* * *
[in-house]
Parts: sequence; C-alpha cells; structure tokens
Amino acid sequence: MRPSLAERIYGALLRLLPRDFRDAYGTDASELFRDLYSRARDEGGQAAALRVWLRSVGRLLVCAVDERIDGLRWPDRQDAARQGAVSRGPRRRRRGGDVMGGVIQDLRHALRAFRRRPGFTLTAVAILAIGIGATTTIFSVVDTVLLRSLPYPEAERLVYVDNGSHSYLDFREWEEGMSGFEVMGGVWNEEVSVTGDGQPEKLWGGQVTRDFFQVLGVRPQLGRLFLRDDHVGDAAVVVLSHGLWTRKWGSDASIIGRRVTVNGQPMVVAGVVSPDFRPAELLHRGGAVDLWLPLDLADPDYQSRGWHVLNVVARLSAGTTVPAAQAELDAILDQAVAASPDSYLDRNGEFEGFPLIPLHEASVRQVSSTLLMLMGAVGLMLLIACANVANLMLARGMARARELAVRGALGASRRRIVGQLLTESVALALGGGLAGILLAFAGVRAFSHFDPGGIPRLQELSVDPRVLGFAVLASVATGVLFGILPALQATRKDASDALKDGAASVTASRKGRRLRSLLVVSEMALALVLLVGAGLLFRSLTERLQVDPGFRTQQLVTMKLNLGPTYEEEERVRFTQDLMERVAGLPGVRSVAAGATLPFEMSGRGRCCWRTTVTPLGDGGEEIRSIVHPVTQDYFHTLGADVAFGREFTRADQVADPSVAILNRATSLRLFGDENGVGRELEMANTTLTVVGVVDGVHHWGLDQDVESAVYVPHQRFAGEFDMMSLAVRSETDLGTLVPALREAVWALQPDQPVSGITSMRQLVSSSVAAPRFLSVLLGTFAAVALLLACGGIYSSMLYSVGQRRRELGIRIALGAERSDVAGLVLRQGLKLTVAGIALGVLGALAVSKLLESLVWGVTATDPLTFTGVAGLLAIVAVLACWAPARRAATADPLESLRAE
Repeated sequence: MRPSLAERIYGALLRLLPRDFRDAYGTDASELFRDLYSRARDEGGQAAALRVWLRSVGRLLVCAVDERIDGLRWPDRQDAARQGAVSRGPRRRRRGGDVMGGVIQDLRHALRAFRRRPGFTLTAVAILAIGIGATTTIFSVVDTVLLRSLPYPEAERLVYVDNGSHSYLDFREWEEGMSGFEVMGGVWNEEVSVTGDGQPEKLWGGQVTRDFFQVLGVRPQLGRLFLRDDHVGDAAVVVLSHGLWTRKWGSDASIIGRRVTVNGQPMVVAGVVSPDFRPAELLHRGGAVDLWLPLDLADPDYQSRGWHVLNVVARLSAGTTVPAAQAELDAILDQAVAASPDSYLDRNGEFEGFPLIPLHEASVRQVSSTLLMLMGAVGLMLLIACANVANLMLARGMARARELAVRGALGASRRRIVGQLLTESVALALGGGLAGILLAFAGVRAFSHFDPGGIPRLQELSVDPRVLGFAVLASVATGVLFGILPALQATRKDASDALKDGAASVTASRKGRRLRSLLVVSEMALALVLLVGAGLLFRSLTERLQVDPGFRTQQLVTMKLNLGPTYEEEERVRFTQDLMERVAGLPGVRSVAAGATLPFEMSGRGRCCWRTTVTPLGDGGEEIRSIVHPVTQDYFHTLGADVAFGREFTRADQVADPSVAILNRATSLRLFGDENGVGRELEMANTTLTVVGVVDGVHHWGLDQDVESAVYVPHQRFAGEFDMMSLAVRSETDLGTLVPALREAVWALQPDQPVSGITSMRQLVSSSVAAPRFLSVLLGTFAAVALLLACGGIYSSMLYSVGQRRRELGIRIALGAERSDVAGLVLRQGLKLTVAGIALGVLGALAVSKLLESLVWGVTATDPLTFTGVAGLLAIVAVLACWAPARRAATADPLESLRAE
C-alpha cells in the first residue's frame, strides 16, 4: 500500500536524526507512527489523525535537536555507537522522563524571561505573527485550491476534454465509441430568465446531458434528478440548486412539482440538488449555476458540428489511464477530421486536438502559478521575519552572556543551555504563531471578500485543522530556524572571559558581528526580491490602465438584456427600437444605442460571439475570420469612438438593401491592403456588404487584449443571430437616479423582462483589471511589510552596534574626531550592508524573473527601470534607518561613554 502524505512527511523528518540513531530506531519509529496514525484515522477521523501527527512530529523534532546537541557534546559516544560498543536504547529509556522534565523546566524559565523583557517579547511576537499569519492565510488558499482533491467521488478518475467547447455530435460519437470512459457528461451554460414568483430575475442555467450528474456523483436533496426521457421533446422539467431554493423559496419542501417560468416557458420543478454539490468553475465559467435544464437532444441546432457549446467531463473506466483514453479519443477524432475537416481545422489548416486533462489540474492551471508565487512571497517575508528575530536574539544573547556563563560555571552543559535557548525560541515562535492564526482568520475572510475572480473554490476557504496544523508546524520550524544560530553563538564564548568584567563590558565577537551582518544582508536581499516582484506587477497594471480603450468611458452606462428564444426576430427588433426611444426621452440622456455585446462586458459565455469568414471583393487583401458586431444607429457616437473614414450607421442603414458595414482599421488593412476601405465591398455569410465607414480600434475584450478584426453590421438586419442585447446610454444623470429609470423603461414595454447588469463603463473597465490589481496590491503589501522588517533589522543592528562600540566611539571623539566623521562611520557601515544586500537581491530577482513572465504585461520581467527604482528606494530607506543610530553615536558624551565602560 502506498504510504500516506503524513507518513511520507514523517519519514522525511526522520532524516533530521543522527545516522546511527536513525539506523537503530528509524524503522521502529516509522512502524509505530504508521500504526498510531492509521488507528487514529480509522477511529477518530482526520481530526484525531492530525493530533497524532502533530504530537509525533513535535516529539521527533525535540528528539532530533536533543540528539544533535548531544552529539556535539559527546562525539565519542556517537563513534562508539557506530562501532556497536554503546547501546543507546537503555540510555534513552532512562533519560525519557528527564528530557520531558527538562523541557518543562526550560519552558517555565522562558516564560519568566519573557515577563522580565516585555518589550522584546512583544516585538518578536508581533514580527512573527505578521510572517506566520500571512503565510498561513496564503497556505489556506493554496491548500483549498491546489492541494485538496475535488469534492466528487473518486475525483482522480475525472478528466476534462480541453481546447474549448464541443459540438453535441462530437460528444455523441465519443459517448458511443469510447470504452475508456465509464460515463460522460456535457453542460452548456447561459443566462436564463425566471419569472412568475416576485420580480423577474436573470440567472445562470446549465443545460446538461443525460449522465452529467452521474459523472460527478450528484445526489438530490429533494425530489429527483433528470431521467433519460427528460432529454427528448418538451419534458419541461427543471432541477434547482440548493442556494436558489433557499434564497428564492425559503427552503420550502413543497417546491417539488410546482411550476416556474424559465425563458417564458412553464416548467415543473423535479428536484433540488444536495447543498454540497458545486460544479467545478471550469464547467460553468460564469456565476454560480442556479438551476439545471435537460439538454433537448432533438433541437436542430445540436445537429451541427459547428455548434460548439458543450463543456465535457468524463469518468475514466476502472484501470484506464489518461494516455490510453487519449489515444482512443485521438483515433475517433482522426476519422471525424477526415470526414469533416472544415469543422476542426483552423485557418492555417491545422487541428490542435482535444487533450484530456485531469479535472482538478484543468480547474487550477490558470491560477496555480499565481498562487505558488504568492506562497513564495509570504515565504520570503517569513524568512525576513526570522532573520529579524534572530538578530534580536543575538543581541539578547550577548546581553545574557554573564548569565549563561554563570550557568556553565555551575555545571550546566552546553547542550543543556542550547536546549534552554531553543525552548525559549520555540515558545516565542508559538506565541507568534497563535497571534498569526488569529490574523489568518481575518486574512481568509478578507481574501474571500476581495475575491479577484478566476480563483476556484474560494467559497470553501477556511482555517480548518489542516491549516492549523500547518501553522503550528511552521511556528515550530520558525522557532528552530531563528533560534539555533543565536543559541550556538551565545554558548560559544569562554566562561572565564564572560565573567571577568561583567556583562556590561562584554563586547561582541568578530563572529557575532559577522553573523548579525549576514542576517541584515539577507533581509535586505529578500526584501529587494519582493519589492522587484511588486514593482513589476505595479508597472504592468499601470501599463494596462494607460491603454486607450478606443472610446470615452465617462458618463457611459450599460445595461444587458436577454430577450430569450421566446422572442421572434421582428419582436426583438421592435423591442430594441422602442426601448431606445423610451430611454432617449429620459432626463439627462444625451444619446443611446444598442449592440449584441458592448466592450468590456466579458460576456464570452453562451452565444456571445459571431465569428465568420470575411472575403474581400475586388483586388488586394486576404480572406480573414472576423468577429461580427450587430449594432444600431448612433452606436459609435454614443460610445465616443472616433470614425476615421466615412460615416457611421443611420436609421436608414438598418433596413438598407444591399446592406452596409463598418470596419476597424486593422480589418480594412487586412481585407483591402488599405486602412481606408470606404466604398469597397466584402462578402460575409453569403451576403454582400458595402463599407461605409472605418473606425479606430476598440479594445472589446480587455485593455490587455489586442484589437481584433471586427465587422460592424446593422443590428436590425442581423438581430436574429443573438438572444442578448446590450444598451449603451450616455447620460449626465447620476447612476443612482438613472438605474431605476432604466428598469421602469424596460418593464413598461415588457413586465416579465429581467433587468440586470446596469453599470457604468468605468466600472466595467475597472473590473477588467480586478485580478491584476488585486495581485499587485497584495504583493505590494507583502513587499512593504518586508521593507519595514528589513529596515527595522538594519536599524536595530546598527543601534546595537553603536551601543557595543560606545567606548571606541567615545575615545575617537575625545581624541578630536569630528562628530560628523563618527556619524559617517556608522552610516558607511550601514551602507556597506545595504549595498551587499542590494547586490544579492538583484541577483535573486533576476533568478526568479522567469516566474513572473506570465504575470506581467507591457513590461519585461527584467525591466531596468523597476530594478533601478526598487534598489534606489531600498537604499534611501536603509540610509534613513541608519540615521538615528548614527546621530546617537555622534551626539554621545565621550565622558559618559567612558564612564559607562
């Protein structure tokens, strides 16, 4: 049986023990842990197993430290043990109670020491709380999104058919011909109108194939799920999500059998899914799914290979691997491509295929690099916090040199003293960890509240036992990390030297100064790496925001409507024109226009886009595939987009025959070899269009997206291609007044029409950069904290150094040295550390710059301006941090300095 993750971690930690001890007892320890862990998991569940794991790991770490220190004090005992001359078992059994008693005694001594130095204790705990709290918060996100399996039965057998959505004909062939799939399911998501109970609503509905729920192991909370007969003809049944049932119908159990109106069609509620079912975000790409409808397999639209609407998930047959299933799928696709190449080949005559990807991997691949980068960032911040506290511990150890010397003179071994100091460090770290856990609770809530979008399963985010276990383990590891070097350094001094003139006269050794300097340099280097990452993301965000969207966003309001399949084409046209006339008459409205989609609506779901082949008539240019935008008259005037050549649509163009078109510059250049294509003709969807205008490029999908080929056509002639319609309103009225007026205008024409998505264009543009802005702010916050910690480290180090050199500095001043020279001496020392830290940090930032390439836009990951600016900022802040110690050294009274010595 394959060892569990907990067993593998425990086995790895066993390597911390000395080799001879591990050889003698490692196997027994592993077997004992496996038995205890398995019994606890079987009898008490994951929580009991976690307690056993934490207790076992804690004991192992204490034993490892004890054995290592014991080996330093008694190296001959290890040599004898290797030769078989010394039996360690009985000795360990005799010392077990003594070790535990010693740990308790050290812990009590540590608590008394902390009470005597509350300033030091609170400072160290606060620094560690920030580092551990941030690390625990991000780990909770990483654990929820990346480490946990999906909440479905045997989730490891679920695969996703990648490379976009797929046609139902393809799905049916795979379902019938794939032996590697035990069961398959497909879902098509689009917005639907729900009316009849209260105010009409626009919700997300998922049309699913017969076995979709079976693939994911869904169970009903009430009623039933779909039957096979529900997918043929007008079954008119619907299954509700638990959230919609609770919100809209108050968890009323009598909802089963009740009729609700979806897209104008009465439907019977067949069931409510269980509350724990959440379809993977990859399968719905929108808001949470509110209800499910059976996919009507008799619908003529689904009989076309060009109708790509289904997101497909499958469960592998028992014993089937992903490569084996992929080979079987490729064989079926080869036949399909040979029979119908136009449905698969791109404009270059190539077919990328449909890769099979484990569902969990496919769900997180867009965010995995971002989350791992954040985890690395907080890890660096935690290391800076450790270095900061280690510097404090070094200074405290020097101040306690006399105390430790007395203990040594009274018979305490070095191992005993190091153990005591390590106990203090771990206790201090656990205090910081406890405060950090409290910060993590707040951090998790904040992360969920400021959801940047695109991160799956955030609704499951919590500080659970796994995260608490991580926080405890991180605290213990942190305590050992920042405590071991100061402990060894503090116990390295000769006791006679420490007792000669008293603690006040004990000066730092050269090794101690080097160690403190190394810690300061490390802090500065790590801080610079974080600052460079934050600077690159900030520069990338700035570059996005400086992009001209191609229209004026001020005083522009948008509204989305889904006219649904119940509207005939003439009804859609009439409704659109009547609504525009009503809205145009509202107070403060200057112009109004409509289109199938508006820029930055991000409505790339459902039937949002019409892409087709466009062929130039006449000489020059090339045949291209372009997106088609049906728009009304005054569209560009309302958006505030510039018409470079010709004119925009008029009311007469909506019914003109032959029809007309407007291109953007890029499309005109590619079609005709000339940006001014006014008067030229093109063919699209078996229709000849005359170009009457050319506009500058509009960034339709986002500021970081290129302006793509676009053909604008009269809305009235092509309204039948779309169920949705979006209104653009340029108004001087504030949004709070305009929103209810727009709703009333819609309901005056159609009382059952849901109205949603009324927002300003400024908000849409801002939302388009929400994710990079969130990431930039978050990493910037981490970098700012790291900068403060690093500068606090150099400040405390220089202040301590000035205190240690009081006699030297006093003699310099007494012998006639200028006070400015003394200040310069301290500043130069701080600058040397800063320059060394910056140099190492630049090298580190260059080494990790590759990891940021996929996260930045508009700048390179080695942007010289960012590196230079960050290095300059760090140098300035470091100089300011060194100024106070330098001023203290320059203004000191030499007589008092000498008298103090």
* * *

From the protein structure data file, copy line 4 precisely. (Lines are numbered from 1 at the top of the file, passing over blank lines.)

Repeated sequence: MRPSLAERIYGALLRLLPRDFRDAYGTDASELFRDLYSRARDEGGQAAALRVWLRSVGRLLVCAVDERIDGLRWPDRQDAARQGAVSRGPRRRRRGGDVMGGVIQDLRHALRAFRRRPGFTLTAVAILAIGIGATTTIFSVVDTVLLRSLPYPEAERLVYVDNGSHSYLDFREWEEGMSGFEVMGGVWNEEVSVTGDGQPEKLWGGQVTRDFFQVLGVRPQLGRLFLRDDHVGDAAVVVLSHGLWTRKWGSDASIIGRRVTVNGQPMVVAGVVSPDFRPAELLHRGGAVDLWLPLDLADPDYQSRGWHVLNVVARLSAGTTVPAAQAELDAILDQAVAASPDSYLDRNGEFEGFPLIPLHEASVRQVSSTLLMLMGAVGLMLLIACANVANLMLARGMARARELAVRGALGASRRRIVGQLLTESVALALGGGLAGILLAFAGVRAFSHFDPGGIPRLQELSVDPRVLGFAVLASVATGVLFGILPALQATRKDASDALKDGAASVTASRKGRRLRSLLVVSEMALALVLLVGAGLLFRSLTERLQVDPGFRTQQLVTMKLNLGPTYEEEERVRFTQDLMERVAGLPGVRSVAAGATLPFEMSGRGRCCWRTTVTPLGDGGEEIRSIVHPVTQDYFHTLGADVAFGREFTRADQVADPSVAILNRATSLRLFGDENGVGRELEMANTTLTVVGVVDGVHHWGLDQDVESAVYVPHQRFAGEFDMMSLAVRSETDLGTLVPALREAVWALQPDQPVSGITSMRQLVSSSVAAPRFLSVLLGTFAAVALLLACGGIYSSMLYSVGQRRRELGIRIALGAERSDVAGLVLRQGLKLTVAGIALGVLGALAVSKLLESLVWGVTATDPLTFTGVAGLLAIVAVLACWAPARRAATADPLESLRAE